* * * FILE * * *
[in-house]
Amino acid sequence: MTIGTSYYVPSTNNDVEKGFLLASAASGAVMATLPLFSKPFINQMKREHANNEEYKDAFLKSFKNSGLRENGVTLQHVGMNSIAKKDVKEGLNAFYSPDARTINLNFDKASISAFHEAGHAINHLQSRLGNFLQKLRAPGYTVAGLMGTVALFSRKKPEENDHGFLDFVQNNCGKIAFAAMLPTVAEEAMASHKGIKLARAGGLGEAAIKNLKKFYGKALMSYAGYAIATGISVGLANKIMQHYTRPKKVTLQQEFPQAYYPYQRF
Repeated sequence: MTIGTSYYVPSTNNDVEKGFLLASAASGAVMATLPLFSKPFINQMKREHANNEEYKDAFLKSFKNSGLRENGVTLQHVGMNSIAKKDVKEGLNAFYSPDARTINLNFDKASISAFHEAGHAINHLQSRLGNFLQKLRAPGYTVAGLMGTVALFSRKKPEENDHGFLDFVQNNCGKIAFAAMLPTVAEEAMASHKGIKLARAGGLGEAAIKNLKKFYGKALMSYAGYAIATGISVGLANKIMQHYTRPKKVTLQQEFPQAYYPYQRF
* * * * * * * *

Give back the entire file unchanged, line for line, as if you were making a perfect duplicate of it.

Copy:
[in-house]
Amino acid sequence: MTIGTSYYVPSTNNDVEKGFLLASAASGAVMATLPLFSKPFINQMKREHANNEEYKDAFLKSFKNSGLRENGVTLQHVGMNSIAKKDVKEGLNAFYSPDARTINLNFDKASISAFHEAGHAINHLQSRLGNFLQKLRAPGYTVAGLMGTVALFSRKKPEENDHGFLDFVQNNCGKIAFAAMLPTVAEEAMASHKGIKLARAGGLGEAAIKNLKKFYGKALMSYAGYAIATGISVGLANKIMQHYTRPKKVTLQQEFPQAYYPYQRF
Repeated sequence: MTIGTSYYVPSTNNDVEKGFLLASAASGAVMATLPLFSKPFINQMKREHANNEEYKDAFLKSFKNSGLRENGVTLQHVGMNSIAKKDVKEGLNAFYSPDARTINLNFDKASISAFHEAGHAINHLQSRLGNFLQKLRAPGYTVAGLMGTVALFSRKKPEENDHGFLDFVQNNCGKIAFAAMLPTVAEEAMASHKGIKLARAGGLGEAAIKNLKKFYGKALMSYAGYAIATGISVGLANKIMQHYTRPKKVTLQQEFPQAYYPYQRF